It’s a simple comparison. The rise in the global average temperature is currently the biggest problem facing the world, so naturally we are seeing a commensurate increase in the number of new ventures focusing on ways and means of tackling the crisis. Many of them want to sell their services to large corporations.
But here’s the question. While it is certainly true that companies are embracing – with varying degrees of enthusiasm – ESG reporting and the concept of sustainability, how much change are we seeing? And from a startup and early stage business perspective, is there a real demand for solutions that can help reduce businesses’ environmental impact?
In theory, the answer to that question should be yes. A transition to net zero is on the global agenda and pressure from policymakers, regulators and investors is certainly mounting. In contrast, there are the many other pressures that companies face in the here and now: inflation, the large layoffs and competitiveness in the digital age to name just three. Undoubtedly, there is a great temptation to mentally view the net-zero transition as a problem for the future.
So how do climate startups convince potential buyers that now is the right time to invest in change?
Emphasizing the positive
Well, you might point out that a product or solution that can be seen as a “nice to have” rather than a “must have” can play an important role in increasing productivity or improving retention of employees.
That is the approach of Climate school – an educational enterprise, born out of Kite Insights, a company founded ten years ago with the intention of helping companies turn their environmental and social ambitions into action.
The premise behind Climate School itself is that all efforts by companies to become more sustainable will be much more effective if employees play their part. To that end, the company offers educational programs that aim to equip team members with the scientific knowledge and skills needed to drive change within their organizations while fostering an emotional connection to the climate issue. As founder Sophie, Lambin says, the programs are designed to engage “head, heart and hands.”
Lambin, an alumnus of professional services firm PWC, founded Kite Insights ten years ago. “I started Kite under the assumption that companies had the power to do good, but they don’t always know how,” she says. The extension of that logic is that a growing number of employees also want to play a role in making their company more sustainable, but to be effective they need both knowledge and skills. “Employees need to be trained,” Lambin says.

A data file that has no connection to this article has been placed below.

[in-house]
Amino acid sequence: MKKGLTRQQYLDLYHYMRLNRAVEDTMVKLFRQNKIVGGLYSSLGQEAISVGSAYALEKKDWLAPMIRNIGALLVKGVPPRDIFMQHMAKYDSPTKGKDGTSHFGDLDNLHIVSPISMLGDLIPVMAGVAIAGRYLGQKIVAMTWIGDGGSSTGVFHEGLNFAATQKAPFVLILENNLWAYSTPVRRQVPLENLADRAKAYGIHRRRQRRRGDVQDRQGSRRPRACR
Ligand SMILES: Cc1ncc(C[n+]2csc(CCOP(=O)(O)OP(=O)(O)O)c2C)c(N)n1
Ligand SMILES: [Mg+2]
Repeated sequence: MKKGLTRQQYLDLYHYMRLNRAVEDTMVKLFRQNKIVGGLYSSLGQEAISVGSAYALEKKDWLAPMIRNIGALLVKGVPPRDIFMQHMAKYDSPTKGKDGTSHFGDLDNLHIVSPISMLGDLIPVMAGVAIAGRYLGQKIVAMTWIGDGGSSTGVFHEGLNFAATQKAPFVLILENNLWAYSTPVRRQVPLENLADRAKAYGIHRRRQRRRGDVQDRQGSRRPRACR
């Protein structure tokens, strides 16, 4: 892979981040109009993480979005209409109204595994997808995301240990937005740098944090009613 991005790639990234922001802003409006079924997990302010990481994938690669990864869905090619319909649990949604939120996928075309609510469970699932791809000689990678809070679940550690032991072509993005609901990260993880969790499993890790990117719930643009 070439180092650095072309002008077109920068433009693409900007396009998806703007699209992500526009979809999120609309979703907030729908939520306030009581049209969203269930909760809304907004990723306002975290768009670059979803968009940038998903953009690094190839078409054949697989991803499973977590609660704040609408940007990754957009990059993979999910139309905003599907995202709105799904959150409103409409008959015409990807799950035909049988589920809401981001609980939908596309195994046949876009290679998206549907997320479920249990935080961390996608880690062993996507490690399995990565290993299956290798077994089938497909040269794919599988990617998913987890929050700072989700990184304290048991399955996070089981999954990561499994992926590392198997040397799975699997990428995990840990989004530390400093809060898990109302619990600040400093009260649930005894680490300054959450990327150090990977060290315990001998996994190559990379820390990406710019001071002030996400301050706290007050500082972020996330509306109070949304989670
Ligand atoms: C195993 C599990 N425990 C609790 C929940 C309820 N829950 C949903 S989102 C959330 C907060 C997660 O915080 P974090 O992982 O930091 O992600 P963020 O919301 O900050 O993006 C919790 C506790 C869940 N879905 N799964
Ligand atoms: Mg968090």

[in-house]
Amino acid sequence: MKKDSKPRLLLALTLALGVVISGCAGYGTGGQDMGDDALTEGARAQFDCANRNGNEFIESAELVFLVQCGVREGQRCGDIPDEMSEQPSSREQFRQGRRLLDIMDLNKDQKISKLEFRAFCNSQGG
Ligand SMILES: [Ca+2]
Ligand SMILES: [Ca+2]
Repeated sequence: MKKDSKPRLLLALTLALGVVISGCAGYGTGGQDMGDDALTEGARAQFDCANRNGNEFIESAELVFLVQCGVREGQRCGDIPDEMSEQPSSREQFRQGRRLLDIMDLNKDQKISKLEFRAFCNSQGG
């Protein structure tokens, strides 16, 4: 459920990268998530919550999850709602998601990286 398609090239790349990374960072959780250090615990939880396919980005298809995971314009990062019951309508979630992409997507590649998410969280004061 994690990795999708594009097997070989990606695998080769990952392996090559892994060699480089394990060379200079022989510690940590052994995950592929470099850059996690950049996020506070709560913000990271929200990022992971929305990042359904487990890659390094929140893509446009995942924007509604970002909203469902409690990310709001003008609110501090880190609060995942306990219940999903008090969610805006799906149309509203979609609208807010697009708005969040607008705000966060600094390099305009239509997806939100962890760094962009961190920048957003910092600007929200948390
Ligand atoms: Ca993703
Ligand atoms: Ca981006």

That is what Climate School wants to do. Working with partners, it provides customers with e-learning on climate issues and insight into how that knowledge can be turned into action.
But isn’t this one of those “nice to haves” rather than something essential? You could say that teams require quite a bit of training. And employers might consider that training on digital skills or product knowledge should be prioritized over helping their staff get to grips with the science of climate change.”
Climate School would argue otherwise. According to research released by the company to coincide with: Climate Action Week in London By 2022, 53 percent of employees will link their company’s climate action to job satisfaction, and 93 percent say it’s important for motivation and well-being. Equally importantly, 77 percent say they are ready and willing to tackle the climate crisis at work, but they need more education.
So from the Climate School perspective, the implication is that companies that engage employees in tackling the climate problem will outperform companies that don’t in terms of hiring and retention, not least because their people will be more engaged. to be. “The arguments for staff training are very strong,” says Lampin.
By training teams, she says, companies can help build climate awareness across a range of functions, including sales, R&D and supply chain management. All this is included in the sustainability agenda.
To date, the climate school has focused primarily on corporate clients, such as Microsoft and Schneider Electric, but Lampin says medium and small businesses can also benefit from staff training. To that end, the company continues to develop an online modular curriculum.
The question, of course, is whether potential customers will believe the logic. You could argue that employee surveys enable individuals to present their best selves, for example by making a clear personal commitment to tackle climate change. Whether action on the part of a company will translate into a real increase in employee motivation or better employee retention is another matter. That said, involving employees should have an impact on companies’ ability to achieve their climate-related goals.
But there’s a bigger picture here. As the climate technology sector grows and attracts more VC money, the challenge for emerging companies is not just to encourage potential clients to invest in good deeds in a bad world. It is also about making the business case.